Green Allies for the Childbearing Year

Editor’s note: This article first appeared in Midwifery Today, Issue 124, Winter 2017. Subscribe to Midwifery Today Magazine What herbs are safe to use during pregnancy? Some sources suggest avoiding all herbs in the prenatal period. Others claim that substances known to be harmful to fetuses and infants—such as essential oils—are safe and that the warnings about them should be ignored. Confusion is inevitable. Which herbs are safe to use during the prenatal period? When I was writing Wise Woman Herbal for the Childbearing Year 30 years ago, this question came up again and again. Everyone wanted a list of herbs to be avoided during pregnancy. As I tried to compile such a list, I found that drugs are far more dangerous than herbs—especially to the fetus. Sure, herbal laxatives like senna are not considered safe for pregnant women, but neither are laxatives from To access this post, you must purchase: Midwifery Today Website Membership – 12 months, Midwifery Today 1-year Subscription and Website Membership, Midwifery Today Website Membership Student Special – 12 months or Midwifery Today Website Membership – 6 months If you are already a member login here. Read More

Essential Oils for Prenatal Nausea and Digestion

Editor’s note: This article first appeared in Midwifery Today, Issue 116, Winter 2015. Subscribe to Midwifery Today Magazine The use of essential oils for nausea and fatigue during labor is just the crowning head to an incredible body of possible uses throughout the childbearing year. Yet, starting with essential oil uses for digestion is a good idea for midwives and moms-to-be to begin to integrate this powerful natural health modality into practice. There are many digestive troubles during pregnancy, but nausea and vomiting are among the most common, affecting at least 50% of pregnant women. The cause, at least on a physiological level, is not well known, but may relate to blood sugar or hormonal levels. Cardamom and ginger, both in the plant family Zingiberaceae, contain HT3 antagonists called gingerols, which are thought to ease nausea by blocking serotonin receptors in the central nervous To access this post, you must purchase: Midwifery Today Website Membership – 12 months, Midwifery Today 1-year Subscription and Website Membership, Midwifery Today Website Membership Student Special – 12 months or Midwifery Today Website Membership – 6 months If you are already a member login here. Read More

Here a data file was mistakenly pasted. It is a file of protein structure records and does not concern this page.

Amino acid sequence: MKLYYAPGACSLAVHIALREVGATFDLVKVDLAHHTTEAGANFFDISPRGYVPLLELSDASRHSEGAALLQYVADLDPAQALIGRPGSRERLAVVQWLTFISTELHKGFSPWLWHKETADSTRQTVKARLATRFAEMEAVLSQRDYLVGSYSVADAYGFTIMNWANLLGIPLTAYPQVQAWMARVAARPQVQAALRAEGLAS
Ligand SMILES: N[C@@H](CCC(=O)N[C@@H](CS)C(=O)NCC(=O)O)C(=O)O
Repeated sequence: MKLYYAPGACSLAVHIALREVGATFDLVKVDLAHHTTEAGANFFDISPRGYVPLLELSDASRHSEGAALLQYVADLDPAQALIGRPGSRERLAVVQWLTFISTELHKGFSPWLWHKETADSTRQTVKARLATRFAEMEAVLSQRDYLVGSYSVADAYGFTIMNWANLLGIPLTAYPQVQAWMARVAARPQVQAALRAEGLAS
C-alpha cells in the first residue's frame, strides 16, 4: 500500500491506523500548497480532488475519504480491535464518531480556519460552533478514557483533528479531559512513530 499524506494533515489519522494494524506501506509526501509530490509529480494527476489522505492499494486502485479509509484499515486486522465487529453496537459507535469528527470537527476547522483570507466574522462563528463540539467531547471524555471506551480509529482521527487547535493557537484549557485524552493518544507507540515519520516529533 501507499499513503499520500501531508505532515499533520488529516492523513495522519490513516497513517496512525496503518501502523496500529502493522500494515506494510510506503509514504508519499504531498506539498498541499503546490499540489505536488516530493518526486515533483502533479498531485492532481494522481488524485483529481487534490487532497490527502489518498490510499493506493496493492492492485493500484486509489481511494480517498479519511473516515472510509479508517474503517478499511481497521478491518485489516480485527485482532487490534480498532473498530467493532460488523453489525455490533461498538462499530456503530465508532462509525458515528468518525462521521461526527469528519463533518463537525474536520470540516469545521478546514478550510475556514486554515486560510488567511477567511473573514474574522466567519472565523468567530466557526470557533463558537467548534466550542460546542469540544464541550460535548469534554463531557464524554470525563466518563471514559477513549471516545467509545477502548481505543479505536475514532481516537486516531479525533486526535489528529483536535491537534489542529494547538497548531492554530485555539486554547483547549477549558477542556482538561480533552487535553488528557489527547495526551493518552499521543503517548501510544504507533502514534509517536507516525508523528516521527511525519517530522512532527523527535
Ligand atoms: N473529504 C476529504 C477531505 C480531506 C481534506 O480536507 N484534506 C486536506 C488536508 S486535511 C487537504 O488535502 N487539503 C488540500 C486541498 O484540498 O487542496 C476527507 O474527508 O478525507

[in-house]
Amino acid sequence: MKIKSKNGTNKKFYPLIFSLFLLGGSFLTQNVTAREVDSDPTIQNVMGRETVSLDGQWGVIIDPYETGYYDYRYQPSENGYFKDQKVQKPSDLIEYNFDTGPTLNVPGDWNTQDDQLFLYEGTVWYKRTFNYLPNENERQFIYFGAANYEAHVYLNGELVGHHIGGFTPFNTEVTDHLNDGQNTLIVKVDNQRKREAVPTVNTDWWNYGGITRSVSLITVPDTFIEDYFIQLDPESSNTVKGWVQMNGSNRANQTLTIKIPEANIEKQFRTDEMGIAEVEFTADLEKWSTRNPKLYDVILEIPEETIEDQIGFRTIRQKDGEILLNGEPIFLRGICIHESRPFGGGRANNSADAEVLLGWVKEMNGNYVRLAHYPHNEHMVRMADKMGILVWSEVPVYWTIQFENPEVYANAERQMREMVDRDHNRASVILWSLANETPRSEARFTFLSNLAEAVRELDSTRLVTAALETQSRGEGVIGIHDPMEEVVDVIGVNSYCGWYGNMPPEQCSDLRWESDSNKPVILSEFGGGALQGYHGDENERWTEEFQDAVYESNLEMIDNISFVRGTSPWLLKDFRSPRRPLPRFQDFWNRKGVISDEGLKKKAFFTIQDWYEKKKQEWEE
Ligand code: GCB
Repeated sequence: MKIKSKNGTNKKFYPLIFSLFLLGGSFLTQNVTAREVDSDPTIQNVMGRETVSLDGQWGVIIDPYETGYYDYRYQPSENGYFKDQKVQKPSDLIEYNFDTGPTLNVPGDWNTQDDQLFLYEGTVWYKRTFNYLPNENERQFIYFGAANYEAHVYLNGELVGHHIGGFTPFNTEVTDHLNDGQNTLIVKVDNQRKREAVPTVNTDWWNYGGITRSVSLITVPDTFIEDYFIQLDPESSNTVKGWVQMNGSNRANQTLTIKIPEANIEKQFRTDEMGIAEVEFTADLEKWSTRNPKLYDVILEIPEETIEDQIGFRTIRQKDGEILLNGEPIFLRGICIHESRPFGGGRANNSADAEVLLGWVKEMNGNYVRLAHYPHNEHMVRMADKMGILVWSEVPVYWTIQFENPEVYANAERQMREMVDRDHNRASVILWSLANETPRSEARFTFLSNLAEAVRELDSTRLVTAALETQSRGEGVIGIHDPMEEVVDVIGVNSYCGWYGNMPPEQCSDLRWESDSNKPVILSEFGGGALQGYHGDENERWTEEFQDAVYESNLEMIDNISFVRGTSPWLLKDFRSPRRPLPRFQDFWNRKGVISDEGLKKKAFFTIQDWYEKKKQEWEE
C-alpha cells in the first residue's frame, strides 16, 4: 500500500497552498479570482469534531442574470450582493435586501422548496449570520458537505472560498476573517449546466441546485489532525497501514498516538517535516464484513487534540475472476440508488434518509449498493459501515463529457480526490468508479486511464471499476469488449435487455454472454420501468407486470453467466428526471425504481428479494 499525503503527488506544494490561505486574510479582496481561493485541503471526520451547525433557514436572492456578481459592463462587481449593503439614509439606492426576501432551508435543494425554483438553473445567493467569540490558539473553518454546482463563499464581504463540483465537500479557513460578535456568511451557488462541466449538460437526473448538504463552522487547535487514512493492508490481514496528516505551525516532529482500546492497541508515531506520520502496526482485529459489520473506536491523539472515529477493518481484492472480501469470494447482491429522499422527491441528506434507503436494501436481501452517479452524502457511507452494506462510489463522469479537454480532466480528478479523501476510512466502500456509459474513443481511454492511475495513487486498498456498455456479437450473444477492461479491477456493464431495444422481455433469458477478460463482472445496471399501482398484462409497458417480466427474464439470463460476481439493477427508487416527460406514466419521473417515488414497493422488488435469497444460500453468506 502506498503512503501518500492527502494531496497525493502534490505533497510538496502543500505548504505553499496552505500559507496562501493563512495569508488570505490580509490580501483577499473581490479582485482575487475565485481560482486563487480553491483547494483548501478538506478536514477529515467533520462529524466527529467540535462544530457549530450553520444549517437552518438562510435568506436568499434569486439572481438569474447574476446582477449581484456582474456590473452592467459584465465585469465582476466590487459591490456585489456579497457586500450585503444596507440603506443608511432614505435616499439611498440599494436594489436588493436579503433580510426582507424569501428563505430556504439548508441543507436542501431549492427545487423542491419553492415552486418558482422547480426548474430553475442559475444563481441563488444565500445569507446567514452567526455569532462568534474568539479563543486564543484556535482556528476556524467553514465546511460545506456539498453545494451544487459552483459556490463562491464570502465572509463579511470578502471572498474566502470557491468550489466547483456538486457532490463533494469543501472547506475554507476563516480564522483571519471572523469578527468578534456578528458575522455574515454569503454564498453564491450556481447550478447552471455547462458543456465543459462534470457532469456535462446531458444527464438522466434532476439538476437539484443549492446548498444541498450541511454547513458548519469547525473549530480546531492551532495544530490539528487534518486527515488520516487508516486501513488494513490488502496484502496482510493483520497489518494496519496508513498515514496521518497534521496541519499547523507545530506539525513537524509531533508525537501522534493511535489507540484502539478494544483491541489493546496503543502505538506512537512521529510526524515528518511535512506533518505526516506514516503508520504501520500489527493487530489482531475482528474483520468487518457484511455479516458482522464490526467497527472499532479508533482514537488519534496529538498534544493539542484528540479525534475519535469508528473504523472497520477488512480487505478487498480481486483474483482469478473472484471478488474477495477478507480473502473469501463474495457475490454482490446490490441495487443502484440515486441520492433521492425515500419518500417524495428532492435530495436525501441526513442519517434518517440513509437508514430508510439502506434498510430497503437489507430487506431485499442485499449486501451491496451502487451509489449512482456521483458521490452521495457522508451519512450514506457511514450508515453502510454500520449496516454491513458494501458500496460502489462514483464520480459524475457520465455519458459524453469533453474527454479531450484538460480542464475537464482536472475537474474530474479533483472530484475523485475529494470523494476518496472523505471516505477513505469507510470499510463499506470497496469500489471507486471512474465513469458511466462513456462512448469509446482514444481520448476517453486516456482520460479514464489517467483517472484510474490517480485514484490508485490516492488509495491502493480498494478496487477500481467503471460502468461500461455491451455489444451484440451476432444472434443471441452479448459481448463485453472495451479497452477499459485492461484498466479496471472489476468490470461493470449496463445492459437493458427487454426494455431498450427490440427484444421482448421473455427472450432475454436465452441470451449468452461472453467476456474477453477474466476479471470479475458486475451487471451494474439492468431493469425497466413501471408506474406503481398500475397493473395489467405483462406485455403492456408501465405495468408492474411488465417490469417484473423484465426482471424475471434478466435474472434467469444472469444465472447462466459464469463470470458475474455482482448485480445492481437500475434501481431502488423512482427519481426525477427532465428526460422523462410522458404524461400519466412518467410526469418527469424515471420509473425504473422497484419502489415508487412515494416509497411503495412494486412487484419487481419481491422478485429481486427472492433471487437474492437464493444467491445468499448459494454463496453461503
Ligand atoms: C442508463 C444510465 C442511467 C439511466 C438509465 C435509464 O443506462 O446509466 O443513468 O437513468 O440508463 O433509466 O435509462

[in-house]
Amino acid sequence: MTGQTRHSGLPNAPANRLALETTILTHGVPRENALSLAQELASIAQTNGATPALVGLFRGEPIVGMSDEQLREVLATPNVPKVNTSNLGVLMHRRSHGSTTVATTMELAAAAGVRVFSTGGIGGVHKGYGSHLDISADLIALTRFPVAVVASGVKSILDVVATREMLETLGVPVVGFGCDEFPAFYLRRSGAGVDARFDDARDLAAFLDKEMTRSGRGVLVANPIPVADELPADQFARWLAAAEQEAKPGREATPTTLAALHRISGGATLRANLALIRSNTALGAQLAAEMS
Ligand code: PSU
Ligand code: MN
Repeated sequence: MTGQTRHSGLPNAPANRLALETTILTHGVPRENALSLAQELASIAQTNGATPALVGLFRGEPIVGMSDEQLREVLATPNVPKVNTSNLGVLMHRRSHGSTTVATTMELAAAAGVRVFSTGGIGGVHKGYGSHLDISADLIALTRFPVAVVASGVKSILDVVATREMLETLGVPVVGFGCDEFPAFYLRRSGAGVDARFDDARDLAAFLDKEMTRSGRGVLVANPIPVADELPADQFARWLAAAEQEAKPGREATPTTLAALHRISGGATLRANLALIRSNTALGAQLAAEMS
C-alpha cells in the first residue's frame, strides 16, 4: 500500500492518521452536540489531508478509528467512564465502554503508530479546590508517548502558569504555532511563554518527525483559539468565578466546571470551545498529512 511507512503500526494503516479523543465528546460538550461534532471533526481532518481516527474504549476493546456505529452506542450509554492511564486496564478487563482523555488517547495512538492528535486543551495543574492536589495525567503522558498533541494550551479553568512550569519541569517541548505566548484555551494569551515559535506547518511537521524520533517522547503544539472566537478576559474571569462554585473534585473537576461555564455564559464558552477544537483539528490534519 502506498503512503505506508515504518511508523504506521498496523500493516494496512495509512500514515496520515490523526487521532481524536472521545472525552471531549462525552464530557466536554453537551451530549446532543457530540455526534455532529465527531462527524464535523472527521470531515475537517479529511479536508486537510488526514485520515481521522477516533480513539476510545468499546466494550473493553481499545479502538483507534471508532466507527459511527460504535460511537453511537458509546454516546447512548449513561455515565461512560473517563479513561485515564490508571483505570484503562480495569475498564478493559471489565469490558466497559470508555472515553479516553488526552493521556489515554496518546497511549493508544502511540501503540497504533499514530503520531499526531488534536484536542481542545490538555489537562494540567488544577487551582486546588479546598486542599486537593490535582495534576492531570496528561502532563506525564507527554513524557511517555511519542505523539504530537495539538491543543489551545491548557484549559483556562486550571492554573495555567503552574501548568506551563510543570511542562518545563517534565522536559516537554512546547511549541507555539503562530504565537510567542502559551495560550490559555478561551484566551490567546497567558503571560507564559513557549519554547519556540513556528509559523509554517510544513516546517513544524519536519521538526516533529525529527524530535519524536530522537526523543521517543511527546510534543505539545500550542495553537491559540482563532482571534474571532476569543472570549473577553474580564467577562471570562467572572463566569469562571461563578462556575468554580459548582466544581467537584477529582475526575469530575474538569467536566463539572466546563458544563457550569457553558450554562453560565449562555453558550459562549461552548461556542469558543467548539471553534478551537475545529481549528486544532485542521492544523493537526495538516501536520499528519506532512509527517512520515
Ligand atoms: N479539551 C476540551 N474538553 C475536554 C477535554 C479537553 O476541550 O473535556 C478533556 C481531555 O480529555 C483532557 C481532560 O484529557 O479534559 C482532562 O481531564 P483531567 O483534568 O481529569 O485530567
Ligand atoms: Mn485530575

Village Prenatals

Midwife Sister MorningStar shares the kind of community she is a part of and what prenatal care within their village philosophy looks like. Read More